For 15 years, Nick Valensi has played guitar in the Strokes. And for most of those 15 years he's been content in that role, expressing little desire to step outside the group.

For 15 years, Nick Valensi has played guitar in the Strokes. And for most of those 15 years he's been content in that role, expressing little desire to step outside the group.

Recently, however, Valensi became the latest (and last) Stroke to emerge with his own band, CRX, a Los Angeles-based quintet that offers a slicker, sunnier counterpoint to the Strokes' overcast, NYC retro-rock.

According to Valensi, who joins CRX in opening for Beck at Express Live outdoors on Tuesday, Sept. 20, he simply lacked the desire to pursue another creative outlet until he found himself with additional free time after the Strokes released Comedown Machine in 2013, which coincided with his boy/girl twins reaching an age where they were less reliant on his presence (the two are now 10 years old).

Never one to rush - "I take my time with decisions," Valensi said of his admittedly measured approach to life - the musician spent the better part of a year experimenting with his vocals, singing into a laptop and gradually zeroing in on a style that felt comfortable.

"I tried different voices out and changed the keys to songs so I could try singing in higher and lower keys," Valensi said. "At first I kind of hated the sound of [my voice], and that was a giant hurdle to overcome."

Lyric writing proved a challenge, too. Though Valensi contributed the odd line to Strokes songs, he had never been tasked with conceiving an entire track, and for a time he wrestled with the idea he didn't have anything to say. Eventually, however, larger themes started to emerge on the band's Josh Homme-produced debut, New Skin, due out late October on Columbia Records. "I got ways to fake it," Valensi sings on the album opener. Later, on "Walls," he offers, "I don't know what to make of it when everyone is faking it."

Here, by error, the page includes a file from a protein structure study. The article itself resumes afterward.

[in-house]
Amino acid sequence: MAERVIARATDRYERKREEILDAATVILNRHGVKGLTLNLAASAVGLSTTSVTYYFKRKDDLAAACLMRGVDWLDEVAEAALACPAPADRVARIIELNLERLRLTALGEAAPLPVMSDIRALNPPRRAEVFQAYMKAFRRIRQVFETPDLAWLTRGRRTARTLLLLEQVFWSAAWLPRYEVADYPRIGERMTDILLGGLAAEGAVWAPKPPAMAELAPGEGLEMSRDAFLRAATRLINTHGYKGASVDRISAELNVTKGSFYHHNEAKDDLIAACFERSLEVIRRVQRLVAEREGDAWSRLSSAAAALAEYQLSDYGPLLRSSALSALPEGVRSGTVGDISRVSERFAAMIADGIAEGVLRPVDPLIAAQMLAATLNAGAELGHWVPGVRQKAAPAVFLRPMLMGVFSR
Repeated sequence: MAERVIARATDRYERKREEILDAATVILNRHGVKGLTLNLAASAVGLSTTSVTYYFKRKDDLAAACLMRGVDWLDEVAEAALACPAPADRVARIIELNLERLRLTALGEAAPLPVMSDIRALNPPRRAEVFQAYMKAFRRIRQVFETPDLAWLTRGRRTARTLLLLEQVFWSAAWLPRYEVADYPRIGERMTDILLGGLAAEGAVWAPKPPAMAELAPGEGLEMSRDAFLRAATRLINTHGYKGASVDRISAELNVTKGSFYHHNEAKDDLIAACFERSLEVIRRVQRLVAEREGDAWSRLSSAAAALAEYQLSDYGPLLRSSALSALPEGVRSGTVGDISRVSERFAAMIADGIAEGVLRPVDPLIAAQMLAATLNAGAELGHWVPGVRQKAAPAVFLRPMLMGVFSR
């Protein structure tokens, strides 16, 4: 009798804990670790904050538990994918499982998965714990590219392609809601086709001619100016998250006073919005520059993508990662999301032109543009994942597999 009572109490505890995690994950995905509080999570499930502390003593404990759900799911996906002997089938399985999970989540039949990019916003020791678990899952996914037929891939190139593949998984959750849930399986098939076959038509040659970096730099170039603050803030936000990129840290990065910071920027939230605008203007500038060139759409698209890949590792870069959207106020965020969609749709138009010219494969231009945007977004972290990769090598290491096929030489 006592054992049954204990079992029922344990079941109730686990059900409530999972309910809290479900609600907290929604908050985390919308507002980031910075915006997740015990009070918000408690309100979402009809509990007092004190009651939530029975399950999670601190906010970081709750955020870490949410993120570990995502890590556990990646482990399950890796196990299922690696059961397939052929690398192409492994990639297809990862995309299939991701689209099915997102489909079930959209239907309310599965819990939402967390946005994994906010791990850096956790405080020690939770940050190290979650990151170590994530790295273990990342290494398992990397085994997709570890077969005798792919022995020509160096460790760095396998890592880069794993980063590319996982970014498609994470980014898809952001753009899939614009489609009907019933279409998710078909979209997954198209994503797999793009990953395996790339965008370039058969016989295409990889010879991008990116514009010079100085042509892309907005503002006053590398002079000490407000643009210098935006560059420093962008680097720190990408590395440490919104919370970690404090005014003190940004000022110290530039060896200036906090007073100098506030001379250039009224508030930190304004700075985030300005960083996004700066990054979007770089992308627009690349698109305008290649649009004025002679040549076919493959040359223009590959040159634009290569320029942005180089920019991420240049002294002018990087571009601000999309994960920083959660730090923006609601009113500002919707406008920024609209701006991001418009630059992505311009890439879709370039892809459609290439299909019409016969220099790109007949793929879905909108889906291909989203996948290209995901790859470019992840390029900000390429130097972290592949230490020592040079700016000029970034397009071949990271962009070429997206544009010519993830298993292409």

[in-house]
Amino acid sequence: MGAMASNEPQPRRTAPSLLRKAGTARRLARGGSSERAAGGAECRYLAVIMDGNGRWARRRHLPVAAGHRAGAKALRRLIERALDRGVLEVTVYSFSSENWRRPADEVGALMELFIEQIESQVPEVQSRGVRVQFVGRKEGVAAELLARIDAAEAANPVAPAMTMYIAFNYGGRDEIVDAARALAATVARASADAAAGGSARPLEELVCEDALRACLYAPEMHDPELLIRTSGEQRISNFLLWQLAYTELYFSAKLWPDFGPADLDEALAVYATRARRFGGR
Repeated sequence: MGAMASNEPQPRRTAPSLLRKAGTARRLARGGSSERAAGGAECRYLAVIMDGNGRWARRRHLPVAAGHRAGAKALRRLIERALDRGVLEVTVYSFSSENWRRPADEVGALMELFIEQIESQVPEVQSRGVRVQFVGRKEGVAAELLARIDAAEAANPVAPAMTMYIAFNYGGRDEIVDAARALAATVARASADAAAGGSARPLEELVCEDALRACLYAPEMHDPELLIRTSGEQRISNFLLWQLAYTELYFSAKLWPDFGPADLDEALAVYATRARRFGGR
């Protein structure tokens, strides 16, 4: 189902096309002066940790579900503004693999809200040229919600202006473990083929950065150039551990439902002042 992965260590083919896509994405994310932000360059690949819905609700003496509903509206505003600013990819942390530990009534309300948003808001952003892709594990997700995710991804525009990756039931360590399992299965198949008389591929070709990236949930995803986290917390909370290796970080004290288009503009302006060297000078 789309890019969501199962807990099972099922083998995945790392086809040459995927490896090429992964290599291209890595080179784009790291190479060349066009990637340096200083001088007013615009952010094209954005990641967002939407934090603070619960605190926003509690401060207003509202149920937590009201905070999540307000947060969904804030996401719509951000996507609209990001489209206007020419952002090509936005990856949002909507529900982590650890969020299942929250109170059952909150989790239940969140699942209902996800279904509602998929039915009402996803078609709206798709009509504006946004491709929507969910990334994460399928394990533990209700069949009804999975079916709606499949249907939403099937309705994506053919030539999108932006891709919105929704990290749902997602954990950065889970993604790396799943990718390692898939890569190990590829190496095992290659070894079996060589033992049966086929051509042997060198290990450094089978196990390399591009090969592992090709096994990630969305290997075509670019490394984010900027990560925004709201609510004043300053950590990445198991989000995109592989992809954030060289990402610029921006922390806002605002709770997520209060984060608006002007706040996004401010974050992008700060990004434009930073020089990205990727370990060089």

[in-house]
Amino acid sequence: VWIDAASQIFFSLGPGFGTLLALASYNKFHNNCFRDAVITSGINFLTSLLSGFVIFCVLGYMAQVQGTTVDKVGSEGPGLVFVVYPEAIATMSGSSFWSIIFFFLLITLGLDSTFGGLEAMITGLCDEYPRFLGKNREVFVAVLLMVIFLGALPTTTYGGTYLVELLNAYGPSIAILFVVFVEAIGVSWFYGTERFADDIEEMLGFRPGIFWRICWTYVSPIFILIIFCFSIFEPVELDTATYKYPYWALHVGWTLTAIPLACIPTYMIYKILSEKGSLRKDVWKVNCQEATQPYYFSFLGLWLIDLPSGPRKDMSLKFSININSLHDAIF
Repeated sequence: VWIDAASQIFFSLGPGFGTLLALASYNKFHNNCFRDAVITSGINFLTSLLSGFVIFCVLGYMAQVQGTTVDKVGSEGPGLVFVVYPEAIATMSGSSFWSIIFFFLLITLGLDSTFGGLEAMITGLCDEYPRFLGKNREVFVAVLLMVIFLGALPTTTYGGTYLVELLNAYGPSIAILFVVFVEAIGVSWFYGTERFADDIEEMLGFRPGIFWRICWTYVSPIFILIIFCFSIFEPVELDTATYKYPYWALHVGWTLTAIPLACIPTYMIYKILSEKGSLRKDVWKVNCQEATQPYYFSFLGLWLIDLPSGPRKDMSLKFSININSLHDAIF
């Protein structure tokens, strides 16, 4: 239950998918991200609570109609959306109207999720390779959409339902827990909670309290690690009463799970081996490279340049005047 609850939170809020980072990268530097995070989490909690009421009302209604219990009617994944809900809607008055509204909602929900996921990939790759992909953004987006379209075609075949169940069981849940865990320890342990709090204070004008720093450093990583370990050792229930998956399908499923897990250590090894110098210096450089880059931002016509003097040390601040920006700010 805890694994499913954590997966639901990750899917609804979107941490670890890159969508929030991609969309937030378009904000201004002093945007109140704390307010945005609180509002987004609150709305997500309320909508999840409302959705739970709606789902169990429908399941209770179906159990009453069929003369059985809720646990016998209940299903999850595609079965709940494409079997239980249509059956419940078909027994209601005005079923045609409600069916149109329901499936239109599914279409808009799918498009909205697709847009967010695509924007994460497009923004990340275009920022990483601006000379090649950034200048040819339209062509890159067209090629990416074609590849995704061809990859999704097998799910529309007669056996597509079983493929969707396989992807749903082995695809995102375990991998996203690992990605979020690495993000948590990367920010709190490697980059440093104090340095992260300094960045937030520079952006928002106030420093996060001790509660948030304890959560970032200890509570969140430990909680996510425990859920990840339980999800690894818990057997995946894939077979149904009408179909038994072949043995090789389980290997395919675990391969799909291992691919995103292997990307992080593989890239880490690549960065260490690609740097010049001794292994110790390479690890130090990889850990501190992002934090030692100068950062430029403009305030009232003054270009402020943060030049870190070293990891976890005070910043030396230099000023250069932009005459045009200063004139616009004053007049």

"It's just frustration at how phony things seem to be getting in the world we live in today, what with Instagram stars and reality shows and yada yada yada," Valensi said. "It's feeling repulsed by all that, and on the flipside also taking a look in the mirror and feeling a frustration that you're also part of it, which we all kind of are."

Despite an awareness CRX would draw ears based on his Strokes connection, Valensi said he never felt any pressure during the writing and recording process because he always maintained an exit plan.

"I'm in a really fortunate position where I can fuck around and be creative and have fun, and at the end of the day if it's not something I feel I'm proud of or not something I enjoy, I don't have to release it," he said. "But the truth is … I'm actually enjoying the whole thing more than I thought I would."